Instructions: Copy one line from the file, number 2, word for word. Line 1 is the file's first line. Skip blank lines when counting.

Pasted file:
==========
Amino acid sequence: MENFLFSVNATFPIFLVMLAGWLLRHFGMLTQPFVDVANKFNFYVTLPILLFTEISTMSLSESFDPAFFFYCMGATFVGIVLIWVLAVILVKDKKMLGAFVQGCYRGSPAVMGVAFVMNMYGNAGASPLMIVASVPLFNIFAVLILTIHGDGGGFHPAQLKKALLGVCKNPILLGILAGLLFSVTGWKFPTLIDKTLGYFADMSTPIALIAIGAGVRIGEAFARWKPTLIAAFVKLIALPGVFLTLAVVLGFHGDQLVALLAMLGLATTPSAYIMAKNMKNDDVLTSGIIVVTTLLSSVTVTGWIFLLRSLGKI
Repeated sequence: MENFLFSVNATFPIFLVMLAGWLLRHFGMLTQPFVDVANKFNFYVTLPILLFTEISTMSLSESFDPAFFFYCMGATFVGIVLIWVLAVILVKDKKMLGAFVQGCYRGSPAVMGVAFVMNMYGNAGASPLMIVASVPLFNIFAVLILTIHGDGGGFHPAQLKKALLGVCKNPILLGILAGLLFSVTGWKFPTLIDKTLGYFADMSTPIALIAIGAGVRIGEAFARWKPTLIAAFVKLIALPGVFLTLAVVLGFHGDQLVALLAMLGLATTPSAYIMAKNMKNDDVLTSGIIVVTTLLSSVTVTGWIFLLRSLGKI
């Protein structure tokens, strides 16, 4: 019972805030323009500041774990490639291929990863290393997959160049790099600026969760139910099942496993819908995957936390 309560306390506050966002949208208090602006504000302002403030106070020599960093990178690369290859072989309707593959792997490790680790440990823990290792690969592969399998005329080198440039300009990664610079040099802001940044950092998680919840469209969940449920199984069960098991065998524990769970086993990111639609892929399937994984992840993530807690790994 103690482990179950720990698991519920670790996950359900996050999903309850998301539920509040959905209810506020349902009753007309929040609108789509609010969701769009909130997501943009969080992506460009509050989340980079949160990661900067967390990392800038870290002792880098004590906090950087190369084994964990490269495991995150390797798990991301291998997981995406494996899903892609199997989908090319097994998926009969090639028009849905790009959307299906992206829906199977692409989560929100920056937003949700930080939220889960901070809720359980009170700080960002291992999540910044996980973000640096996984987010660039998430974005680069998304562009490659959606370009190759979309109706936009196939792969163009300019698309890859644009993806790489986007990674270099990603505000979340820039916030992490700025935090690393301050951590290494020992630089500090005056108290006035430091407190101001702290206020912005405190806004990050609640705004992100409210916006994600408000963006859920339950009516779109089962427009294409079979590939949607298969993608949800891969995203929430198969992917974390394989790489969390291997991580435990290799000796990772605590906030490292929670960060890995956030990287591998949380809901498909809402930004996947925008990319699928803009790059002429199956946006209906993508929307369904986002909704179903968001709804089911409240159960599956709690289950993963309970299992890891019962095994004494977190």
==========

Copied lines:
Repeated sequence: MENFLFSVNATFPIFLVMLAGWLLRHFGMLTQPFVDVANKFNFYVTLPILLFTEISTMSLSESFDPAFFFYCMGATFVGIVLIWVLAVILVKDKKMLGAFVQGCYRGSPAVMGVAFVMNMYGNAGASPLMIVASVPLFNIFAVLILTIHGDGGGFHPAQLKKALLGVCKNPILLGILAGLLFSVTGWKFPTLIDKTLGYFADMSTPIALIAIGAGVRIGEAFARWKPTLIAAFVKLIALPGVFLTLAVVLGFHGDQLVALLAMLGLATTPSAYIMAKNMKNDDVLTSGIIVVTTLLSSVTVTGWIFLLRSLGKI